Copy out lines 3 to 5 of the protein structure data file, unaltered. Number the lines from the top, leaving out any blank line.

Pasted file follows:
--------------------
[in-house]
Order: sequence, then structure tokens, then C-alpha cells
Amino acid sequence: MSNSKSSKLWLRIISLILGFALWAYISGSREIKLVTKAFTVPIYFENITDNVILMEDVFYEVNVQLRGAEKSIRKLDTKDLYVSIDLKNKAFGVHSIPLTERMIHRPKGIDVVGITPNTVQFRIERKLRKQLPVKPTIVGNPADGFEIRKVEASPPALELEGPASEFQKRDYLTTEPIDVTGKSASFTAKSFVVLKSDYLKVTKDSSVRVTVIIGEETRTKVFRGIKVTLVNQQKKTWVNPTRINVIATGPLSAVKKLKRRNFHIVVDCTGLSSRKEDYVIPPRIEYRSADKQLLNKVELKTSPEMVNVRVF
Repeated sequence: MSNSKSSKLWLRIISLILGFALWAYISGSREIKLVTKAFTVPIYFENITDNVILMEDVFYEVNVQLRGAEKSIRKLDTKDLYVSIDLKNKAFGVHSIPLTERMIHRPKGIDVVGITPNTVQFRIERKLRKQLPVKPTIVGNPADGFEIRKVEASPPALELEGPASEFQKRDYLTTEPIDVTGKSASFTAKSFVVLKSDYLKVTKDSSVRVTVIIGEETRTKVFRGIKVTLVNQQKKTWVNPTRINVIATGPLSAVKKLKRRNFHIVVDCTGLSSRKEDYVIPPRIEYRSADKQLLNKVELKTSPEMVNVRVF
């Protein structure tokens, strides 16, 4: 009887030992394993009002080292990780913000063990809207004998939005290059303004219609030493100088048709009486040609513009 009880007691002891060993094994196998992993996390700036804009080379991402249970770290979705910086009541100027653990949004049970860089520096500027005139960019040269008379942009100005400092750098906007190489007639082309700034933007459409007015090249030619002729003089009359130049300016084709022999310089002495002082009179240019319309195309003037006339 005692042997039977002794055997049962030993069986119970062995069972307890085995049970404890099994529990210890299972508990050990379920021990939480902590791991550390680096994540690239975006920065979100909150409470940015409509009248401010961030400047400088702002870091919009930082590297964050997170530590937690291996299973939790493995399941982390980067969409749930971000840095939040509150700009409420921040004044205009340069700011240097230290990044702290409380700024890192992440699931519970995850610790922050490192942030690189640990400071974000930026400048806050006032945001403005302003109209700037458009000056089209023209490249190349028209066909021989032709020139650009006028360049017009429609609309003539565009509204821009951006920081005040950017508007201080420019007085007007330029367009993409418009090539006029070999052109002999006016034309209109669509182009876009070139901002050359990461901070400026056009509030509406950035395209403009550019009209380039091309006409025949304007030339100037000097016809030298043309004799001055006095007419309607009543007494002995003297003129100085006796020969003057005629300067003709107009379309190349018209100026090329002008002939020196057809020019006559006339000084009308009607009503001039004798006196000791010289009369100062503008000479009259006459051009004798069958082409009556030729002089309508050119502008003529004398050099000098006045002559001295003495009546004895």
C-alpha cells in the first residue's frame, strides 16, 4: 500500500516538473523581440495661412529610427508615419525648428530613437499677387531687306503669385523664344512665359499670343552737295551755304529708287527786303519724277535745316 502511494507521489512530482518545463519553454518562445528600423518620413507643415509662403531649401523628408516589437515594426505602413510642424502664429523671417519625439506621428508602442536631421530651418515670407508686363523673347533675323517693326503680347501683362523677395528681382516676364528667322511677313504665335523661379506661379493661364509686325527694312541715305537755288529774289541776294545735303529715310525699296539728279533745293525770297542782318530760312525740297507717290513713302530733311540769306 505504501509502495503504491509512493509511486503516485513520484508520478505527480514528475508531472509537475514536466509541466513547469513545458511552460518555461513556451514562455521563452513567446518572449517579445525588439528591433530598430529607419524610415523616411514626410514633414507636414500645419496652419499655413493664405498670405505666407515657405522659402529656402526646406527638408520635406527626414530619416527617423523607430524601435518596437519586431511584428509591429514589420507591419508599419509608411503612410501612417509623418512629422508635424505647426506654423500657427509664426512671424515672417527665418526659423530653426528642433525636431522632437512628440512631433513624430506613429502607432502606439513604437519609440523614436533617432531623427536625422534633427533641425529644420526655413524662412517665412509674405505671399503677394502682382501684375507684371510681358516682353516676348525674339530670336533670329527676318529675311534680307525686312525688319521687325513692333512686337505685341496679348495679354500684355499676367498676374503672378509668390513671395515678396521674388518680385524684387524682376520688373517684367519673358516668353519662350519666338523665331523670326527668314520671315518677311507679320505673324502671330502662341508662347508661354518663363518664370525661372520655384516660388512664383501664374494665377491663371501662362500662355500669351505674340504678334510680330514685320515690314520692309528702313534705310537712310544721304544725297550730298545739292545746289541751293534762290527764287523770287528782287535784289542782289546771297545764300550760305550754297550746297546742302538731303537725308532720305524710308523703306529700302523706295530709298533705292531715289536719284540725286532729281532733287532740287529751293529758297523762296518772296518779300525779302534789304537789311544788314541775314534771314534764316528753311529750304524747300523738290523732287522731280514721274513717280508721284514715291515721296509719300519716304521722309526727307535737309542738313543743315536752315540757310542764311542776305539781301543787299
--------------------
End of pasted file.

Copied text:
Amino acid sequence: MSNSKSSKLWLRIISLILGFALWAYISGSREIKLVTKAFTVPIYFENITDNVILMEDVFYEVNVQLRGAEKSIRKLDTKDLYVSIDLKNKAFGVHSIPLTERMIHRPKGIDVVGITPNTVQFRIERKLRKQLPVKPTIVGNPADGFEIRKVEASPPALELEGPASEFQKRDYLTTEPIDVTGKSASFTAKSFVVLKSDYLKVTKDSSVRVTVIIGEETRTKVFRGIKVTLVNQQKKTWVNPTRINVIATGPLSAVKKLKRRNFHIVVDCTGLSSRKEDYVIPPRIEYRSADKQLLNKVELKTSPEMVNVRVF
Repeated sequence: MSNSKSSKLWLRIISLILGFALWAYISGSREIKLVTKAFTVPIYFENITDNVILMEDVFYEVNVQLRGAEKSIRKLDTKDLYVSIDLKNKAFGVHSIPLTERMIHRPKGIDVVGITPNTVQFRIERKLRKQLPVKPTIVGNPADGFEIRKVEASPPALELEGPASEFQKRDYLTTEPIDVTGKSASFTAKSFVVLKSDYLKVTKDSSVRVTVIIGEETRTKVFRGIKVTLVNQQKKTWVNPTRINVIATGPLSAVKKLKRRNFHIVVDCTGLSSRKEDYVIPPRIEYRSADKQLLNKVELKTSPEMVNVRVF
């Protein structure tokens, strides 16, 4: 009887030992394993009002080292990780913000063990809207004998939005290059303004219609030493100088048709009486040609513009 009880007691002891060993094994196998992993996390700036804009080379991402249970770290979705910086009541100027653990949004049970860089520096500027005139960019040269008379942009100005400092750098906007190489007639082309700034933007459409007015090249030619002729003089009359130049300016084709022999310089002495002082009179240019319309195309003037006339 005692042997039977002794055997049962030993069986119970062995069972307890085995049970404890099994529990210890299972508990050990379920021990939480902590791991550390680096994540690239975006920065979100909150409470940015409509009248401010961030400047400088702002870091919009930082590297964050997170530590937690291996299973939790493995399941982390980067969409749930971000840095939040509150700009409420921040004044205009340069700011240097230290990044702290409380700024890192992440699931519970995850610790922050490192942030690189640990400071974000930026400048806050006032945001403005302003109209700037458009000056089209023209490249190349028209066909021989032709020139650009006028360049017009429609609309003539565009509204821009951006920081005040950017508007201080420019007085007007330029367009993409418009090539006029070999052109002999006016034309209109669509182009876009070139901002050359990461901070400026056009509030509406950035395209403009550019009209380039091309006409025949304007030339100037000097016809030298043309004799001055006095007419309607009543007494002995003297003129100085006796020969003057005629300067003709107009379309190349018209100026090329002008002939020196057809020019006559006339000084009308009607009503001039004798006196000791010289009369100062503008000479009259006459051009004798069958082409009556030729002089309508050119502008003529004398050099000098006045002559001295003495009546004895």